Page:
1. if-you-believeIf You Believe in Mermaids, Don’t Tell by A.A. Phillips

Todd knows he can never tell his family the truth: that he wants to be a mermaid, that he loves to play dress up, and that he doesn’t want to follow in his dad’s footsteps as an athlete. But when he goes to a summer science camp, he meets a girl who might help him learn to love who he truly is.

  1. London Reign by A.C. Britt london

London is one of Boston’s toughest boys, who was actually assigned female at birth. London must deal with his abusive stepfather, as well as a whole host of other issues that come with living in the inner city.

For more great youth books with trans and queer characters, check out the list at the link below!

http://www.yalsa.ala.org/yals/trans-titles-for-young-adults-summer-2013/

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Trans Day of Remembrance: 2014

Today, as we honor the Transgender Day of Remembrance, we wanted to take this opportunity to lift up the voices of others who have contributed to the movement through blogs, editorials, and other writings:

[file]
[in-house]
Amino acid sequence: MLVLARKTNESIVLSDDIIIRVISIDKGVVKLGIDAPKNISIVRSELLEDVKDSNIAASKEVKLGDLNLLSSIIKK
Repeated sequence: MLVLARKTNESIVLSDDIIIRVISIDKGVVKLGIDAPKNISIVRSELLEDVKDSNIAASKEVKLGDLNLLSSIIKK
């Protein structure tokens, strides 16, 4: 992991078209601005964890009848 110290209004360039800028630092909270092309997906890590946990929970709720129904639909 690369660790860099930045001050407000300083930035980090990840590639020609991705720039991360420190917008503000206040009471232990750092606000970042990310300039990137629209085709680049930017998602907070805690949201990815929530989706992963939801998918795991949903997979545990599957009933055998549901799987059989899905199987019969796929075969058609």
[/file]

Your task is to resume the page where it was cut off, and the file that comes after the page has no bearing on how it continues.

TDOR 2014 – Who We’re Remembering by Monica Roberts

“Let us continue to work for and pray for a time in which trans human rights will be an unchallenged reality and a time in which the Transgender Day of Remembrance events are no longer necessary.   But until that day comes, let us remember our sisters who were killed because someone hated them enough to do so. “ The blog also includes a link to the list of names we honor and remember today.

Quiet Reflections: Why I Chose Silence on Trans Day of Remembrance by Janet Mock

Very powerful perspective (from 2013) on the importance of supporting trans women of color throughout the year: “Often times, it seems we, poor-raised trans women of color, are more valued by this movement in death than we are in life.”

Everyday People by Kylar Broadus